If you are already on a fixed energy tariff, you will want to check if your supplier charges exit fees for leaving your tariff before the end of the contract term, and whether the savings made on your new tariff will make up for that cost. Ask your supplier when your contract is due to end if you are unsure.

How do you switch to a fixed rate energy tariff?

Switching to a fixed-price tariff is simple. Just head to a comparison website and enter a few details about your current provider, tariff and energy usage and it will list the cheapest deals available.

What is the energy price cap?

This is a cap that limits how much energy companies can charge for units of gas and energy for customers on their standard variable rate (or ‘default’) tariffs. It is expressed as an annual figure that is the maximum amount a typical family would pay if they used the average amount of energy.

The cap, which is set by the market regulator, Ofgem, changes twice a year in April and October. In April 2021 it rose to £1,138 and this figure will rise again on 1 October 2021 to £1,277, its highest-ever level. For prepayment meters, the cap rose to £1,156 in April 2021. This figure will also rise at the beginning of October to £1,309.

Can I switch tariffs if I have a prepayment meter?

Yes - you can use an energy comparison service such as ours to shop around for a more competitive prepayment tariff. You simply tell us about your home and your energy usage and we will show you a list of prepayment energy tariffs you can switch to.

You might also consider switching from prepayment to a credit meter as credit tariffs are almost certainly going to be cheaper than equivalent prepayment ones. You can ask your current supplier if it will swap meters for you - some will charge a fee (£50 - £60), others won’t. But the saving you make by switching will usually be more than any cost.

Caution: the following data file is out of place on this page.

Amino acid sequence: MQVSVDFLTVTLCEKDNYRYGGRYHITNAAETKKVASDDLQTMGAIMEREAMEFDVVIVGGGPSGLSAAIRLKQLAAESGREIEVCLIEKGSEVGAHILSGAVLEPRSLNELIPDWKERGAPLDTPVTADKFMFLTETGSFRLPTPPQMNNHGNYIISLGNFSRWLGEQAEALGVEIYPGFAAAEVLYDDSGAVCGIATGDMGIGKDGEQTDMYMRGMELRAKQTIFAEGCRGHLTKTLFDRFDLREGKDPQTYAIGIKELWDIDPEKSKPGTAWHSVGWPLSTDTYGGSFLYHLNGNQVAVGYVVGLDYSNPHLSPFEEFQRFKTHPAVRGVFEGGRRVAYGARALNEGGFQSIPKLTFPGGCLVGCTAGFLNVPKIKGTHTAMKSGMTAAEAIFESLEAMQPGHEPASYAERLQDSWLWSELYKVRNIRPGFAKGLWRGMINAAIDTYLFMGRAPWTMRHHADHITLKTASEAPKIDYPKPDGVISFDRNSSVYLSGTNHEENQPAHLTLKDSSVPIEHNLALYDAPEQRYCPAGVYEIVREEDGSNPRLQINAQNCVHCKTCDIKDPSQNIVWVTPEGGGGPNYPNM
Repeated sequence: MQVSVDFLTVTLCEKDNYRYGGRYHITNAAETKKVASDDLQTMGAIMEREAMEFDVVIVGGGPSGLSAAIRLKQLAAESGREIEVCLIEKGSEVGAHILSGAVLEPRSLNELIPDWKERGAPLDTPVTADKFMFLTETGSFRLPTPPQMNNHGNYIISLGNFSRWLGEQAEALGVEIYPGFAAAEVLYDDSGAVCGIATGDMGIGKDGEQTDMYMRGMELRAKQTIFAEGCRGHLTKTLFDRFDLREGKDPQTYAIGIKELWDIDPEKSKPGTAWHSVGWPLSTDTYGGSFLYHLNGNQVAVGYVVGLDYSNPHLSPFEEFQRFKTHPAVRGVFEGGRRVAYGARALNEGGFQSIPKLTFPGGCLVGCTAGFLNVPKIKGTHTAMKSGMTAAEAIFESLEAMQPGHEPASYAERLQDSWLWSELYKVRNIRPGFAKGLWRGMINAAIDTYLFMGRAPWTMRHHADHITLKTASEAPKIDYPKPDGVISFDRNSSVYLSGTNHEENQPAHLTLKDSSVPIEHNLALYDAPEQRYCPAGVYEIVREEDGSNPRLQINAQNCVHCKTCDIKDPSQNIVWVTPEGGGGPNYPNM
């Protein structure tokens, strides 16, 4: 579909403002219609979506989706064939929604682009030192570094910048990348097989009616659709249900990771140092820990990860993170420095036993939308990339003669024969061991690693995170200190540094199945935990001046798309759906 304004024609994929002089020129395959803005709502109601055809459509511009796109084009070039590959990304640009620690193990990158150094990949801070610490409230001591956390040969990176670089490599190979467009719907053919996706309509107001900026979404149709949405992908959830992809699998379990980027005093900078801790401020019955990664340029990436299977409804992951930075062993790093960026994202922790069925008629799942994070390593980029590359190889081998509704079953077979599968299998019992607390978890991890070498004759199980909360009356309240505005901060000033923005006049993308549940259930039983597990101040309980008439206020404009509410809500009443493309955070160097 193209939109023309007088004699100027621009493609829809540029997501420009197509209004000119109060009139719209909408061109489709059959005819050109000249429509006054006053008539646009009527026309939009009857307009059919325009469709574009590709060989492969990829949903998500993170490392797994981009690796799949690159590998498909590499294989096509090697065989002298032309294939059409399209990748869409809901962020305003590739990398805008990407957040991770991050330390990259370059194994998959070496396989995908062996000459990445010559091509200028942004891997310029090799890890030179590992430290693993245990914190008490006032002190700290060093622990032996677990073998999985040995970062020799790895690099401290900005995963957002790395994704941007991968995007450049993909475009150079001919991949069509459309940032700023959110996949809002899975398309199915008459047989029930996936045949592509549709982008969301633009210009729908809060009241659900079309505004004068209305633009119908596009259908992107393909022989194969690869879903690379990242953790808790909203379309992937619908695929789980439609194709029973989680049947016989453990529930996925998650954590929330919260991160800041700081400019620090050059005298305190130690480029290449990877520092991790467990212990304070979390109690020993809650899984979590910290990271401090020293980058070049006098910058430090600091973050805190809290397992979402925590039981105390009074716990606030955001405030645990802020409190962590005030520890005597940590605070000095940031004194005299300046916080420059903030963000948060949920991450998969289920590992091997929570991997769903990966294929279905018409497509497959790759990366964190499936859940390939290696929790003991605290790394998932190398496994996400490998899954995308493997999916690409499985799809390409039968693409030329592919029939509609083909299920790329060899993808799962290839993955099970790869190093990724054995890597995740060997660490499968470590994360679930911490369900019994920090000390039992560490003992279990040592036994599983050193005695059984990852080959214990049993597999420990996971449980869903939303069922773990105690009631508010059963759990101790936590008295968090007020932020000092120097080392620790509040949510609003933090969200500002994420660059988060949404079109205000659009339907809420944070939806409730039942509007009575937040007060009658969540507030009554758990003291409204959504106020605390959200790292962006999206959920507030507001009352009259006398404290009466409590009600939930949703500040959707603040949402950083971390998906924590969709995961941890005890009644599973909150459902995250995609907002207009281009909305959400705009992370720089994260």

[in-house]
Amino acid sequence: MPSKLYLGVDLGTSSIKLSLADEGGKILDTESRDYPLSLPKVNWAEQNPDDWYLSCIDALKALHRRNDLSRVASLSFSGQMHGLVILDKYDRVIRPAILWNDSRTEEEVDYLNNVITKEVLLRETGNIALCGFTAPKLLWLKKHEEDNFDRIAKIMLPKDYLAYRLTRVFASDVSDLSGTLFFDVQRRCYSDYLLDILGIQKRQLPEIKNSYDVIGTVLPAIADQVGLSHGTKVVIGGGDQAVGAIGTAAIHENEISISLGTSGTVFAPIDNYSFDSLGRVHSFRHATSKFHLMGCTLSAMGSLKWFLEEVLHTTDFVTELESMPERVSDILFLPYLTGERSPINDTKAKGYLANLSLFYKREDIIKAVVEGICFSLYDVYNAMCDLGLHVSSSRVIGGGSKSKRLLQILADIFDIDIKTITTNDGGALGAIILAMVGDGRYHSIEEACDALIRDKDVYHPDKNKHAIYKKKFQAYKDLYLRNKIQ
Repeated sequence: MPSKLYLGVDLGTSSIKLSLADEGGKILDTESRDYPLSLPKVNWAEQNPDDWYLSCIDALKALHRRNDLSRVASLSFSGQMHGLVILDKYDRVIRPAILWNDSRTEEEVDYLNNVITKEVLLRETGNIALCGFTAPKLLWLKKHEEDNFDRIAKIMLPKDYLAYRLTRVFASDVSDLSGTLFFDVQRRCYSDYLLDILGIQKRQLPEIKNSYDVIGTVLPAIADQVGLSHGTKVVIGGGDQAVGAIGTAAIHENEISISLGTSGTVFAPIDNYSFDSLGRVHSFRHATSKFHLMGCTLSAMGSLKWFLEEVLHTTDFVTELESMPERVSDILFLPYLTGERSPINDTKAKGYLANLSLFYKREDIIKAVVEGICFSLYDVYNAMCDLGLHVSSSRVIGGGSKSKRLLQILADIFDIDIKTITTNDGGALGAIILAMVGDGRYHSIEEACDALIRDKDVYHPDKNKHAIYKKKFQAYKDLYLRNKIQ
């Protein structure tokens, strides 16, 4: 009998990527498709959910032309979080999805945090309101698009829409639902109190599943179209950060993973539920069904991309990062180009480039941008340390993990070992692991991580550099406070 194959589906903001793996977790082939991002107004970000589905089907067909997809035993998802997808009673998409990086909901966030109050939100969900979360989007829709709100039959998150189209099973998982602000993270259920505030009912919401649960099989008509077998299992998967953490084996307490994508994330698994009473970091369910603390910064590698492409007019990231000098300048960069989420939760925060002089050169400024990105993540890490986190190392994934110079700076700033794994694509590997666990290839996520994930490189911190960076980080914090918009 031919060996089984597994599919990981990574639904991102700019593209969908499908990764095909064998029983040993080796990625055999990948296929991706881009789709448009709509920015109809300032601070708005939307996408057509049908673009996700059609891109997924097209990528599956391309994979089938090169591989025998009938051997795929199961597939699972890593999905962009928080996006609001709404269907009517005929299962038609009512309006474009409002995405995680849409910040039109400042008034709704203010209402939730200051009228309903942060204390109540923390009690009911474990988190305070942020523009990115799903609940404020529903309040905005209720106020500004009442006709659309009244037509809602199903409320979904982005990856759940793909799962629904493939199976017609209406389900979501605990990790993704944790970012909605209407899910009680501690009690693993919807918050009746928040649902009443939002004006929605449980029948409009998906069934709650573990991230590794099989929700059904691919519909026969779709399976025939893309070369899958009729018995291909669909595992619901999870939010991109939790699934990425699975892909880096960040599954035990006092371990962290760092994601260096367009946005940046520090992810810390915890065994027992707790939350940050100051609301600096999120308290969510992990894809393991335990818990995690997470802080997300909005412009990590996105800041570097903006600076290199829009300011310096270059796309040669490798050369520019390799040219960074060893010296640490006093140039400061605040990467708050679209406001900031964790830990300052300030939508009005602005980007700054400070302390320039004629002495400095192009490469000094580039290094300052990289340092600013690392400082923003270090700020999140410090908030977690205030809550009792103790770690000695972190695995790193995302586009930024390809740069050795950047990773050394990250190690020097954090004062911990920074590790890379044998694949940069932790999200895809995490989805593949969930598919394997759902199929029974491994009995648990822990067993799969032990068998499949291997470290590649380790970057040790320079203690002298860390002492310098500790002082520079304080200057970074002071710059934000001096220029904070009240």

If you have a poor credit history, your supplier may require you to stay on a prepayment tariff. If you are renting, you should talk to your landlord about the possibility of switching.

Are fixed tariffs better than variable rate tariffs?

When it comes to price, there’s a wider choice of fixed rate tariffs with competitive prices. But there are a good number of cheap variable rate tariffs as well, so you may find both when you run a price comparison.

The point of a fixed tariff is that the price per unit of energy is locked in for 12 or 24 months, so you have price security (but remember it’s the price per unit that’s fixed, not the amount you pay - the more energy you use, the bigger your bill). With a variable tariff, the price per unit can rise or fall as your supplier deems sit, usually to reflect changes in the wholesale price of gas and electricity).

The variable rates to avoid - or to switch away from if you’re on one - are standard variable rate or ‘default’ tariffs. These are usually priced at or close to the official price cap, which is currently £1,138 a year for average users. There are many fixed and variable rate tariffs that are more competitive.

If you are on a fixed tariff and do not switch when it comes to an end, you will be moved to your supplier’s default tariff - so beware!

Other ways to keep energy costs down

By making small changes such as using energy-saving light bulbs, turning appliances off rather than leaving them on standby and setting your washing machine to no more than 30°C, you can lower the amount of energy you use, and in turn your energy bills.

You can also reduce your energy costs by:

  • Paying by direct debit. Typically paying monthly by direct debit is cheaper than paying quarterly, or by cheque or cash

  • Choosing an ‘online-only’ tariff. Suppliers charge less as they won’t send you paper bills or correspondence

  • Making home improvements. Adequately insulating the roof, walls and floors of your property and draught-proofing windows and doors can reduce heat loss and the need to keep your heating on high

Read More

Best cheap energy deals: fixed rate and variable rate energy offers September 2021

How to understand your energy bills

Best energy suppliers 2021

Energy tariffs explained